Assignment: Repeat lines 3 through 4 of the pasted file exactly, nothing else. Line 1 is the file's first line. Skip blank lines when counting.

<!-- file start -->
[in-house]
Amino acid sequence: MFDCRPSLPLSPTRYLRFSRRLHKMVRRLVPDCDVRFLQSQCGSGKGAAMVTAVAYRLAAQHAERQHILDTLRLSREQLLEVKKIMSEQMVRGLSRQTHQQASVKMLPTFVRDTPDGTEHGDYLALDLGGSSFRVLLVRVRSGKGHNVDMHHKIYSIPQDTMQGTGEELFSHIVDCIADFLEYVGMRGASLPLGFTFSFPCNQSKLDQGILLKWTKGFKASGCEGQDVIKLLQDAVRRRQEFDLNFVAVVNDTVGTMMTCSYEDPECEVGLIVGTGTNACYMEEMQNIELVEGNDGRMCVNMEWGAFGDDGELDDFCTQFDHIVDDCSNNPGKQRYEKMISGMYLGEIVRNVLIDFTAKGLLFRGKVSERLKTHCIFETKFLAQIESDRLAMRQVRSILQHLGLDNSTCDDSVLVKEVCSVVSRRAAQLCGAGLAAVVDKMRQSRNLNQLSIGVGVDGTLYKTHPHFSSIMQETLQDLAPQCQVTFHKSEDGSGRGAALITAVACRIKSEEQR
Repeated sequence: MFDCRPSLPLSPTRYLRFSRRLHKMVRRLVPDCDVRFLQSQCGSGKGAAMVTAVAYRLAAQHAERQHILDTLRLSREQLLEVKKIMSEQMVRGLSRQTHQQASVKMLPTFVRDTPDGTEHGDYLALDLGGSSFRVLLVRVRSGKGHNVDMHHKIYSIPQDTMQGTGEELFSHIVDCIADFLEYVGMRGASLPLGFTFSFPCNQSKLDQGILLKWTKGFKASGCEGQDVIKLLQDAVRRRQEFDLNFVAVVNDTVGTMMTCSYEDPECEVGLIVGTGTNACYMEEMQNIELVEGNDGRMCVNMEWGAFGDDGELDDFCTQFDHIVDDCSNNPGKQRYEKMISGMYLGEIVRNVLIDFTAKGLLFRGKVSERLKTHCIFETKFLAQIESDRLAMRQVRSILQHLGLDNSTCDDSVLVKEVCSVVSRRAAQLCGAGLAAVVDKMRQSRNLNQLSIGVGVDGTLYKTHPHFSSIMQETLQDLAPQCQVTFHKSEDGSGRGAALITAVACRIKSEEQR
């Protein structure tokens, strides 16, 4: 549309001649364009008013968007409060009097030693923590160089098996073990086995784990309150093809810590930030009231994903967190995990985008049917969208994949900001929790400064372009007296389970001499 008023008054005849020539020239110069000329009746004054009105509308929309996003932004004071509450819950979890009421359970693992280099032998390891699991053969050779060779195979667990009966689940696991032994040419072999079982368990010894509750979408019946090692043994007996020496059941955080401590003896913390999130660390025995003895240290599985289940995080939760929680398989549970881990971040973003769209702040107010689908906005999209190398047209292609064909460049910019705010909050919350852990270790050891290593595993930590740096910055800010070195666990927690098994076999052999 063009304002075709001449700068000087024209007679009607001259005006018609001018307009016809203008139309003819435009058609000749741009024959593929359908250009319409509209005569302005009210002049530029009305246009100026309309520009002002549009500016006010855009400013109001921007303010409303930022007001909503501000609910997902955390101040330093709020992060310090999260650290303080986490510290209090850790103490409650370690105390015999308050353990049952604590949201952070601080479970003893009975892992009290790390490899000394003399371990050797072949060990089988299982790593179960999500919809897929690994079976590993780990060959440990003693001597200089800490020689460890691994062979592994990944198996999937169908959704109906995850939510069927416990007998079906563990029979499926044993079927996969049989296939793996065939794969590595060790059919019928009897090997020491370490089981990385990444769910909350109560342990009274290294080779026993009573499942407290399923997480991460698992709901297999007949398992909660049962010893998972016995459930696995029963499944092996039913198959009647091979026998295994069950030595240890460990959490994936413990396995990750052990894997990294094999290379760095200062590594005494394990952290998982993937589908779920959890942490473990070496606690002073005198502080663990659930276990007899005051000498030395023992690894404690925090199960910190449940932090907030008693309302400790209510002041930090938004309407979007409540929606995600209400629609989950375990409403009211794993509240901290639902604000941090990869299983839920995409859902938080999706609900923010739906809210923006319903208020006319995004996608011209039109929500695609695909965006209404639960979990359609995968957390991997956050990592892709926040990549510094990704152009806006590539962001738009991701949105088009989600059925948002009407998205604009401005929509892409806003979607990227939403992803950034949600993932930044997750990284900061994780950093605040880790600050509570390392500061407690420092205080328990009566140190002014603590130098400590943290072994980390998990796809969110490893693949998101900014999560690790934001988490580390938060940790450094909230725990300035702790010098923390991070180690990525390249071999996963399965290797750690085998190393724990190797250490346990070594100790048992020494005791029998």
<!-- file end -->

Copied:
Repeated sequence: MFDCRPSLPLSPTRYLRFSRRLHKMVRRLVPDCDVRFLQSQCGSGKGAAMVTAVAYRLAAQHAERQHILDTLRLSREQLLEVKKIMSEQMVRGLSRQTHQQASVKMLPTFVRDTPDGTEHGDYLALDLGGSSFRVLLVRVRSGKGHNVDMHHKIYSIPQDTMQGTGEELFSHIVDCIADFLEYVGMRGASLPLGFTFSFPCNQSKLDQGILLKWTKGFKASGCEGQDVIKLLQDAVRRRQEFDLNFVAVVNDTVGTMMTCSYEDPECEVGLIVGTGTNACYMEEMQNIELVEGNDGRMCVNMEWGAFGDDGELDDFCTQFDHIVDDCSNNPGKQRYEKMISGMYLGEIVRNVLIDFTAKGLLFRGKVSERLKTHCIFETKFLAQIESDRLAMRQVRSILQHLGLDNSTCDDSVLVKEVCSVVSRRAAQLCGAGLAAVVDKMRQSRNLNQLSIGVGVDGTLYKTHPHFSSIMQETLQDLAPQCQVTFHKSEDGSGRGAALITAVACRIKSEEQR
């Protein structure tokens, strides 16, 4: 549309001649364009008013968007409060009097030693923590160089098996073990086995784990309150093809810590930030009231994903967190995990985008049917969208994949900001929790400064372009007296389970001499 008023008054005849020539020239110069000329009746004054009105509308929309996003932004004071509450819950979890009421359970693992280099032998390891699991053969050779060779195979667990009966689940696991032994040419072999079982368990010894509750979408019946090692043994007996020496059941955080401590003896913390999130660390025995003895240290599985289940995080939760929680398989549970881990971040973003769209702040107010689908906005999209190398047209292609064909460049910019705010909050919350852990270790050891290593595993930590740096910055800010070195666990927690098994076999052999 063009304002075709001449700068000087024209007679009607001259005006018609001018307009016809203008139309003819435009058609000749741009024959593929359908250009319409509209005569302005009210002049530029009305246009100026309309520009002002549009500016006010855009400013109001921007303010409303930022007001909503501000609910997902955390101040330093709020992060310090999260650290303080986490510290209090850790103490409650370690105390015999308050353990049952604590949201952070601080479970003893009975892992009290790390490899000394003399371990050797072949060990089988299982790593179960999500919809897929690994079976590993780990060959440990003693001597200089800490020689460890691994062979592994990944198996999937169908959704109906995850939510069927416990007998079906563990029979499926044993079927996969049989296939793996065939794969590595060790059919019928009897090997020491370490089981990385990444769910909350109560342990009274290294080779026993009573499942407290399923997480991460698992709901297999007949398992909660049962010893998972016995459930696995029963499944092996039913198959009647091979026998295994069950030595240890460990959490994936413990396995990750052990894997990294094999290379760095200062590594005494394990952290998982993937589908779920959890942490473990070496606690002073005198502080663990659930276990007899005051000498030395023992690894404690925090199960910190449940932090907030008693309302400790209510002041930090938004309407979007409540929606995600209400629609989950375990409403009211794993509240901290639902604000941090990869299983839920995409859902938080999706609900923010739906809210923006319903208020006319995004996608011209039109929500695609695909965006209404639960979990359609995968957390991997956050990592892709926040990549510094990704152009806006590539962001738009991701949105088009989600059925948002009407998205604009401005929509892409806003979607990227939403992803950034949600993932930044997750990284900061994780950093605040880790600050509570390392500061407690420092205080328990009566140190002014603590130098400590943290072994980390998990796809969110490893693949998101900014999560690790934001988490580390938060940790450094909230725990300035702790010098923390991070180690990525390249071999996963399965290797750690085998190393724990190797250490346990070594100790048992020494005791029998």